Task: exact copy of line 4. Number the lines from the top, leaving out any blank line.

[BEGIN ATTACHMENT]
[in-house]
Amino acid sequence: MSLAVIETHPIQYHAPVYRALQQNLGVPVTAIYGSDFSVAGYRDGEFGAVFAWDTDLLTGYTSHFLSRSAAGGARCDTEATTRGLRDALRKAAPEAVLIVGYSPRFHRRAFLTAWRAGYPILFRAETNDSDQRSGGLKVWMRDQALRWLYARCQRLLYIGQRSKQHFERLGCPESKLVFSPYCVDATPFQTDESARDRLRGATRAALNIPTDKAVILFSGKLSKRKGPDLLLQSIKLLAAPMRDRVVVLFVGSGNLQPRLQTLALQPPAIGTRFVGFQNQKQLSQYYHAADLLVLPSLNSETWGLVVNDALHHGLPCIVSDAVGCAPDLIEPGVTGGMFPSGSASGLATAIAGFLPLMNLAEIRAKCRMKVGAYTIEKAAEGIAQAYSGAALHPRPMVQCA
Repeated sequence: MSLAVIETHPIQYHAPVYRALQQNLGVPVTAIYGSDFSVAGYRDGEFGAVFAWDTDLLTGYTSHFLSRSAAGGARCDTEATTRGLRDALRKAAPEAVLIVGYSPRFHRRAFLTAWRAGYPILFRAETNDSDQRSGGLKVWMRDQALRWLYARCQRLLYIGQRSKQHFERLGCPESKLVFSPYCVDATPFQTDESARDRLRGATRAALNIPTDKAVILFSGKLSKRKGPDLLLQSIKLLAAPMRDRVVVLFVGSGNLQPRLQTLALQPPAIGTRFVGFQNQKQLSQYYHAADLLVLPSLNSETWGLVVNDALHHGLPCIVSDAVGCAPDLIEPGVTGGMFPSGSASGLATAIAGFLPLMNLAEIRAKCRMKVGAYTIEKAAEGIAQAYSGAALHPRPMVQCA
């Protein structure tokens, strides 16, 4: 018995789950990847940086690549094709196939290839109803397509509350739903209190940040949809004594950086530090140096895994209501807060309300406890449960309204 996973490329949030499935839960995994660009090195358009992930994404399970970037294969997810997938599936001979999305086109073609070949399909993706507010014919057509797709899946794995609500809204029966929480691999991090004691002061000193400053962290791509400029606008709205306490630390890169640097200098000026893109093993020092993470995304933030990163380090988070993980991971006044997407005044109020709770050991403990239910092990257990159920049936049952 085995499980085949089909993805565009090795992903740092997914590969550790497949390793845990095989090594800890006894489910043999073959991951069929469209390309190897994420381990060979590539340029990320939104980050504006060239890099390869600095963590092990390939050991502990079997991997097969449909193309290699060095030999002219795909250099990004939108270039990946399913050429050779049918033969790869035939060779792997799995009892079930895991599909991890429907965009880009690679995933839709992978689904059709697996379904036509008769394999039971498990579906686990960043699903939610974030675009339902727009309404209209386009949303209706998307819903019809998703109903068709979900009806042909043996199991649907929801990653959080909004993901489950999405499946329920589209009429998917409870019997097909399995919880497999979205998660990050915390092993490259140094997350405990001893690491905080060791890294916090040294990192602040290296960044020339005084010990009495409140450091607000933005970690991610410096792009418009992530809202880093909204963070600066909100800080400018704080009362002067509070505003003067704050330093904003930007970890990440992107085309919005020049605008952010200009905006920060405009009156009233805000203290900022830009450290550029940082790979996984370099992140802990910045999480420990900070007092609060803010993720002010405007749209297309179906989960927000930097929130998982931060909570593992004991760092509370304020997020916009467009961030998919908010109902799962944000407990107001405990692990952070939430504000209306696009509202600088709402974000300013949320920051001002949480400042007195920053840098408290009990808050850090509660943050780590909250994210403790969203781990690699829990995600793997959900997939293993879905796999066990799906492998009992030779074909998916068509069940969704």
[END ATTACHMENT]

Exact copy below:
């Protein structure tokens, strides 16, 4: 018995789950990847940086690549094709196939290839109803397509509350739903209190940040949809004594950086530090140096895994209501807060309300406890449960309204 996973490329949030499935839960995994660009090195358009992930994404399970970037294969997810997938599936001979999305086109073609070949399909993706507010014919057509797709899946794995609500809204029966929480691999991090004691002061000193400053962290791509400029606008709205306490630390890169640097200098000026893109093993020092993470995304933030990163380090988070993980991971006044997407005044109020709770050991403990239910092990257990159920049936049952 085995499980085949089909993805565009090795992903740092997914590969550790497949390793845990095989090594800890006894489910043999073959991951069929469209390309190897994420381990060979590539340029990320939104980050504006060239890099390869600095963590092990390939050991502990079997991997097969449909193309290699060095030999002219795909250099990004939108270039990946399913050429050779049918033969790869035939060779792997799995009892079930895991599909991890429907965009880009690679995933839709992978689904059709697996379904036509008769394999039971498990579906686990960043699903939610974030675009339902727009309404209209386009949303209706998307819903019809998703109903068709979900009806042909043996199991649907929801990653959080909004993901489950999405499946329920589209009429998917409870019997097909399995919880497999979205998660990050915390092993490259140094997350405990001893690491905080060791890294916090040294990192602040290296960044020339005084010990009495409140450091607000933005970690991610410096792009418009992530809202880093909204963070600066909100800080400018704080009362002067509070505003003067704050330093904003930007970890990440992107085309919005020049605008952010200009905006920060405009009156009233805000203290900022830009450290550029940082790979996984370099992140802990910045999480420990900070007092609060803010993720002010405007749209297309179906989960927000930097929130998982931060909570593992004991760092509370304020997020916009467009961030998919908010109902799962944000407990107001405990692990952070939430504000209306696009509202600088709402974000300013949320920051001002949480400042007195920053840098408290009990808050850090509660943050780590909250994210403790969203781990690699829990995600793997959900997939293993879905796999066990799906492998009992030779074909998916068509069940969704």